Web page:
Marian Womack’s debut The Golden Key was published last year — bad year for a debut novel, I must say — but it still managed to get a lot of attention. Booklist called it a mix of “Spiritualism, the suffragette movement, and the fairy tales of Lewis Carroll and George MacDonald… an elegant sense of mystery and otherworldliness. This gothic fantasy will captive fans of historical fiction.”
Her second novel The Swimmers, set in an Earth ravaged by climate change, imagines a world in which the rich live in the Upper Settlement rings high in orbit, and the rest of humanity struggles to survive in a dangerously transformed world, a place of deep jungles and monstrous animals. Publishers Weekly calls it a “meticulously detailed sophomore novel set in a vivid, believable eco-dystopia… Readers will be captivated.”
Here’s an excerpt from Amy Walker’s review at Set the Tape.
Following global warming the world has been transformed, covered in a vast, always changing jungle, filled with mutant animals. There are three groups of people surviving in this future: those who get to live high above the Earth in the huge ring that surrounds the planet; the Techies, old families who were once responsible for the construction and upkeep of the large barriers that keep out the deadly seas, but have to live on the surface; and the Beanies, a recently freed group of people that were once slave and servants, working in the Techie homes and growing food in the jungles.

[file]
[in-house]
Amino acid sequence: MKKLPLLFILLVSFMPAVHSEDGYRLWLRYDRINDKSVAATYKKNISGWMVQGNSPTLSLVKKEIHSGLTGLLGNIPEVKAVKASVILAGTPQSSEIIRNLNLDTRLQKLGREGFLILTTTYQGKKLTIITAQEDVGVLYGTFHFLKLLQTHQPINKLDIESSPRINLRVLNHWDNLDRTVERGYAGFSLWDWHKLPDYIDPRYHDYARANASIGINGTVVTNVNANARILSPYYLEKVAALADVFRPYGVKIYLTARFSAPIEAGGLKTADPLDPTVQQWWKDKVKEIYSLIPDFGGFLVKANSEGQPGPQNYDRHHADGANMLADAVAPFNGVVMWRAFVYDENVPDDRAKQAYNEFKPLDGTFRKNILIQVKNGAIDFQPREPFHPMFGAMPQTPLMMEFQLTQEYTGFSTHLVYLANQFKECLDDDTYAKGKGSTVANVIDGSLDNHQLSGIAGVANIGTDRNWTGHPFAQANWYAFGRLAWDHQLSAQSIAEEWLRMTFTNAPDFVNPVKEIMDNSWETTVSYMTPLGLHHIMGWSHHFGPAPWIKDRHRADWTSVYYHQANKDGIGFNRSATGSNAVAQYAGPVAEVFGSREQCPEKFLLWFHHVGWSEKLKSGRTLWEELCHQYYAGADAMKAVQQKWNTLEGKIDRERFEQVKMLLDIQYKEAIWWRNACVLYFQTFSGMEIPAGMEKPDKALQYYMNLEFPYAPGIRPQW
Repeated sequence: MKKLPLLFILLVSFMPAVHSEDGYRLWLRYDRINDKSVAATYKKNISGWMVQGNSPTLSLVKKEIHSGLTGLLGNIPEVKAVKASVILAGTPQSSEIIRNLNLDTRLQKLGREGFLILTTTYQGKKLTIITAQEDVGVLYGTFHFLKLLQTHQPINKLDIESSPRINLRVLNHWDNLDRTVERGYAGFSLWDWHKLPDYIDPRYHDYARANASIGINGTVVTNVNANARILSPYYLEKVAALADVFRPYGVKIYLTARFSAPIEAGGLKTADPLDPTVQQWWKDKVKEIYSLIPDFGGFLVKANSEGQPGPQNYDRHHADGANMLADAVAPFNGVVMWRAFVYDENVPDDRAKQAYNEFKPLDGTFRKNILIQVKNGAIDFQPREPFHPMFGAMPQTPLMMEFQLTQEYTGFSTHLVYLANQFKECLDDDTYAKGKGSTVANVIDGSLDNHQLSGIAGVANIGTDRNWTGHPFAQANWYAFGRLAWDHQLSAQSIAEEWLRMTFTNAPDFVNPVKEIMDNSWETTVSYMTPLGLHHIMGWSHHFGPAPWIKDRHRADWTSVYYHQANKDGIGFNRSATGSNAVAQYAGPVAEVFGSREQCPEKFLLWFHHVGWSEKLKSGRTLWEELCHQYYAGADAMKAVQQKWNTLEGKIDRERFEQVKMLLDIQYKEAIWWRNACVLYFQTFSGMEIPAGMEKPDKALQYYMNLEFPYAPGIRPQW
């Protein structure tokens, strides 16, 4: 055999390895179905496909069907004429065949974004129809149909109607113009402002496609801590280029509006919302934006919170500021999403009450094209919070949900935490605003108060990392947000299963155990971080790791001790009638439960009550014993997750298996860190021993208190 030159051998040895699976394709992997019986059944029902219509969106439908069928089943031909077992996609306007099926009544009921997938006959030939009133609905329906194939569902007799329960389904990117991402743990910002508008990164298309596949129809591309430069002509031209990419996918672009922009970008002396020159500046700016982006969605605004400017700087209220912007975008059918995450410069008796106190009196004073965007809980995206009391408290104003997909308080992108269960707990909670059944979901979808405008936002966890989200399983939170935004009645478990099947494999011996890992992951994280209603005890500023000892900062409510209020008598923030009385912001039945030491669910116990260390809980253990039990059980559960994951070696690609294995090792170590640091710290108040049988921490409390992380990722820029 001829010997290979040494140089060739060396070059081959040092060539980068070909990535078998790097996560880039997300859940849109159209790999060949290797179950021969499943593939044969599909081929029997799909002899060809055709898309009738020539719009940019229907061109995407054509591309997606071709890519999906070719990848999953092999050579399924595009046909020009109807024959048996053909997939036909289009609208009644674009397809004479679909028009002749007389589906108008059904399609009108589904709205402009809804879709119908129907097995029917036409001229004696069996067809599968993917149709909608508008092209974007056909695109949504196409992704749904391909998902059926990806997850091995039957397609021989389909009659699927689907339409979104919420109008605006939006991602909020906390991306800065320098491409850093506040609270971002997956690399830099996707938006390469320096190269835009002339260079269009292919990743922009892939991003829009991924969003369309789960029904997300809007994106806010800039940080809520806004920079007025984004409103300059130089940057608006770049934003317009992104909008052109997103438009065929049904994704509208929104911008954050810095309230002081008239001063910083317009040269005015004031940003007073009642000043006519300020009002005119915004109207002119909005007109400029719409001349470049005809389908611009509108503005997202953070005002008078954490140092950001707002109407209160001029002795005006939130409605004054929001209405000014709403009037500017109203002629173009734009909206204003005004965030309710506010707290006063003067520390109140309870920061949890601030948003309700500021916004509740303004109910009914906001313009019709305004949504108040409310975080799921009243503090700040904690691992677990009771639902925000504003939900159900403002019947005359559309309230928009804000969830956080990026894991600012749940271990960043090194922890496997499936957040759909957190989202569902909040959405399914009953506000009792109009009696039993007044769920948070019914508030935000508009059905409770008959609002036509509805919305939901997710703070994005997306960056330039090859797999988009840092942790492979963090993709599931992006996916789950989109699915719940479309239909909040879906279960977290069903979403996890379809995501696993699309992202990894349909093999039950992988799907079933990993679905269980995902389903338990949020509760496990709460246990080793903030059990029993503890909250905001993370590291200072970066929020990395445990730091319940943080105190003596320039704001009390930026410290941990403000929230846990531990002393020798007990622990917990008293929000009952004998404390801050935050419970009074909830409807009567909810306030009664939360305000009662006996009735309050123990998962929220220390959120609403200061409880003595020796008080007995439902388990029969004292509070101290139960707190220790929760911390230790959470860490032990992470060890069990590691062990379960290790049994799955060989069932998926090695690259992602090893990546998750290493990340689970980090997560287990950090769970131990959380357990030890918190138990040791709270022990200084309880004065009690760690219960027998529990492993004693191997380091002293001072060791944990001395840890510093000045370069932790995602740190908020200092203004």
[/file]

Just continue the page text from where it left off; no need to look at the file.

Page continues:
Pearl is a Techie, and has grown up in a remote estate in the jungles, but after her father leaves her life after apparently killing a child, Pearl’s childhood takes a turn she didn’t expect. Eventually her mother remarries, and the family get to move to one of the last towns left, where she begins to learn more about the world around her, and starts to uncover some secrets about her family and their past.
The Swimmers was published by Titan Books on February 23, 2021. It is 343 pages, priced at $15.95 in trade paperback, and $9.99 in digital formats. The cover was designed by Julia Lloyd.
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